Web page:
Christmas is nearly here and many of us are wondering what gift to give to the important people in our lives. At LEAP UK we say, give the gift of a new perspective.
With that in mind, welcome to our Top 10 Drug Policy Reform Books. There is a mountain of literature about drugs out there but you would be forgiven for struggling with most of it. We are a fairly straightforward bunch over here at LEAP UK. The books that made an impression us come from many different angles but they all have two things in common: 1. they are evidence-based. All of the authors respond to the observation that punitive drug policy has failed to meet its stated objective and has, in fact, had serious, measurable unintended consequences; 2. they demystify. Too often those who support punitive policies have sought to present a confusing message around drugs. Our authors untangle all the technical language and jargon, and they separate myths and half-truths from the plain facts.
Whether your nearest and dearest are committed activists or new-comers to drug policy, we have recommendations to inform and entertain. So this Christmas you can give the gift of reform.
1. Drug Wars by Neil Woods and JS Rafaeli
In this history of the drugs trade in the UK, LEAP UK’s Chairman Neil Woods joins with Vice journalist JS Rafaeli to consider the ‘British System’. Hard as it is to believe now, there was a time before Richard Nixon’s ‘war on drugs’ was rolled out as UN global policy that problematic drug use in the UK was treated as a non-criminal health issue. People suffering with addiction went to Boots The Chemist to collect their heroin prescription. Neil and JS report that crime was low and the frequency of cases where people fell into addiction was contained. They chart how this policy was compromised and new laws put the police in direct conflict with drug consumers. The authors note the rise of the gangster-drug dealer and increasing violence with each new generation who live through the drug war. As illegal profits grew, filling the pockets of Organised Crime Groups, the practice of buying-off police became more widespread. Former officers interviewed for Drug Wars describe institutional police corruption that ran all the way to the top.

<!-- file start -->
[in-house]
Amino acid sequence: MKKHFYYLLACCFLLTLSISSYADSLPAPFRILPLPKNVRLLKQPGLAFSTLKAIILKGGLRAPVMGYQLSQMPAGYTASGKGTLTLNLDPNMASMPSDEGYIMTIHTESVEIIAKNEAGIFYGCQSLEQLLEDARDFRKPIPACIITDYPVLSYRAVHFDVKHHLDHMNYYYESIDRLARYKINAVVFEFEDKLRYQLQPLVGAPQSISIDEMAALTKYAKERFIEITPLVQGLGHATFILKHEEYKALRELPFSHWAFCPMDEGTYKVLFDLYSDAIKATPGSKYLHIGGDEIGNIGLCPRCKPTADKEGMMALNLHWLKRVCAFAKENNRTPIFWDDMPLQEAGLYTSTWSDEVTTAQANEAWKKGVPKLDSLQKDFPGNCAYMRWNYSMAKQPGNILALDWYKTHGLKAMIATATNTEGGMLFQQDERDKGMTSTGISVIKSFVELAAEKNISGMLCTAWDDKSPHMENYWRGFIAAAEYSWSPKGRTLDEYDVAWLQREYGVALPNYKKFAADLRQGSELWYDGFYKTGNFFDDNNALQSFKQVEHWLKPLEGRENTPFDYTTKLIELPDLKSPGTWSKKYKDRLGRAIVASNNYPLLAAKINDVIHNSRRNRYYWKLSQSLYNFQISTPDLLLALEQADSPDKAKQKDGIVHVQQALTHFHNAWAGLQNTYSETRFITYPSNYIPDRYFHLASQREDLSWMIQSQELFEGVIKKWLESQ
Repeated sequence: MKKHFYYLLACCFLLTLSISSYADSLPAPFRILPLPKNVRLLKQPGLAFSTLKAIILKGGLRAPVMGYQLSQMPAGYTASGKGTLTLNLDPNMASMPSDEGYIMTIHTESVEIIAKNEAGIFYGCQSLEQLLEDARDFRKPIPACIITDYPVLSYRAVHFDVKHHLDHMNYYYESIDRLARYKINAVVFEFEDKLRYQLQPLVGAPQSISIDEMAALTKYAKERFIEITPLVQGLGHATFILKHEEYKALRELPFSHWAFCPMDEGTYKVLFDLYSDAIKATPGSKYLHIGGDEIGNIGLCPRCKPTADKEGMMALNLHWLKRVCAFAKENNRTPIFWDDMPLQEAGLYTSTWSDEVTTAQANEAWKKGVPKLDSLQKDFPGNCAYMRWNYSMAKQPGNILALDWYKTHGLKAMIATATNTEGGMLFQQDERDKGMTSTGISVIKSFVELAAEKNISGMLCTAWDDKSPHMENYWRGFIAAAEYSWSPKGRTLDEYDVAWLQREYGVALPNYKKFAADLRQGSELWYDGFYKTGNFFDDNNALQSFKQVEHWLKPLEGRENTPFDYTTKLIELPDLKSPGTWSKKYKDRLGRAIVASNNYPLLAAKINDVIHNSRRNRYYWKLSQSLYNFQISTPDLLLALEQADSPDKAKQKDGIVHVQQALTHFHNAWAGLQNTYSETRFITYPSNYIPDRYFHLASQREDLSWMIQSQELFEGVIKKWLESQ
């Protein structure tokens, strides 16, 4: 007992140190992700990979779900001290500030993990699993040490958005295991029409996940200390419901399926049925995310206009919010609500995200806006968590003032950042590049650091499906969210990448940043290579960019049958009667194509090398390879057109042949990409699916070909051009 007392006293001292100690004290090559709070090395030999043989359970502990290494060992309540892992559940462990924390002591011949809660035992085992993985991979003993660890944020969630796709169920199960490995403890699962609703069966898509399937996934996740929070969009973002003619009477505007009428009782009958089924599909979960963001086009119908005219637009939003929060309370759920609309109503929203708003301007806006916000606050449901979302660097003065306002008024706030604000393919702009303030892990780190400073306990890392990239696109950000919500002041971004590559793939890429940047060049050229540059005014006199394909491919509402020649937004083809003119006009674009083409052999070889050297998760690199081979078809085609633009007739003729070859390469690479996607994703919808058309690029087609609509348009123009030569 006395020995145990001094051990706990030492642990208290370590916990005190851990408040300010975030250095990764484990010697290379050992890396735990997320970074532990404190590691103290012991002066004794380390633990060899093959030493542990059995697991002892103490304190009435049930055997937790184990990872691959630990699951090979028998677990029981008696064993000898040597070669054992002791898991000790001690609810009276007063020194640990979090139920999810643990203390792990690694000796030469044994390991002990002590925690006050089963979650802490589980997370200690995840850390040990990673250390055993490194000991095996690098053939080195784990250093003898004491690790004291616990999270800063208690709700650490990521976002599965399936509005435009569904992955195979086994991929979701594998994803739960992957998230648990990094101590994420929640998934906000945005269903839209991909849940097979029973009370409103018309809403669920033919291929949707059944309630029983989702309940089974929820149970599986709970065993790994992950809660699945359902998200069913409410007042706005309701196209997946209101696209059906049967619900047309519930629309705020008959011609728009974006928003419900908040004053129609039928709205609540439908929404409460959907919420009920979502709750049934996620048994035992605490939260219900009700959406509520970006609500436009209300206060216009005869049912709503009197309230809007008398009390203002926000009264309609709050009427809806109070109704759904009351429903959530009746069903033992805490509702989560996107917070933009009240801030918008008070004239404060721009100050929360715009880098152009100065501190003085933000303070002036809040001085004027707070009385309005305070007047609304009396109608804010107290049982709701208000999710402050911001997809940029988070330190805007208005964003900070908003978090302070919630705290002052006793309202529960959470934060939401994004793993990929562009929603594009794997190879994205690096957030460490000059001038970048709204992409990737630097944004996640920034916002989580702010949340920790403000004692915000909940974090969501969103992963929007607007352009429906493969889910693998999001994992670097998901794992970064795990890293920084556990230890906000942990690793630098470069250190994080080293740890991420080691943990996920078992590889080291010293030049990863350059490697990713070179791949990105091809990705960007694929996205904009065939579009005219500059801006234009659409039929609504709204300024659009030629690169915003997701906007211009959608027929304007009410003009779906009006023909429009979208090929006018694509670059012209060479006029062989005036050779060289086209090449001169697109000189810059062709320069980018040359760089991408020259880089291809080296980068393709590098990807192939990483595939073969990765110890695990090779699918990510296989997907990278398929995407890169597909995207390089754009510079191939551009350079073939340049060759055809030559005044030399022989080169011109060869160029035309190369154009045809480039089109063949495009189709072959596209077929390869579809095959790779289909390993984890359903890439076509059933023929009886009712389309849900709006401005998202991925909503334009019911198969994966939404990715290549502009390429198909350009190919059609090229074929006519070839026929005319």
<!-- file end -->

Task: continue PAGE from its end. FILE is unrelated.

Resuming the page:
2. Chasing The Scream by Johann Hari
Johann Hari covers a lot of ground as he lifts the lid on the global ‘war on drugs’ from its inception and early iterations, spurred by Harry Anslinger, the founder and longest serving Head of the US Drug Enforcement Administration (DEA). Hari speculates on Anslinger’s personal motivations and demons that led to vilification of minority and ethnic groups as evil drug pushers. Through emotional personal testimonies from such people as grieving mothers in Mexico to former dealers in the US and politicised heroin users in Canada as well as political figures and the medical community, Chasing The Scream underscores the futility of trying to force people not to use drugs and instead proposes an alternative approach that will put an end to the needless incarceration of millions of human beings and the deaths of many more.
3. Narconomics by Tom Wainwright
Tom Wainwright is a correspondent for The Economist magazine. On taking a posting with the publication’s business desk in Mexico, he soon found he spent less time writing about the economy and more time writing about deaths of people caught up in the conflict between drug cartels and the nation’s police and military forces, and also between the cartels themselves . On the personal journey that took him to the heart of the illegal cocaine trade in the Columbian mountains, Tom explores the rational that a drug cartel’s business model has much in common with legitimate business. He demonstrates the similarities and suggests that applying good old economic principles might be more effective in curtailing the cartels illegal operations that bullets and prison cells ever will.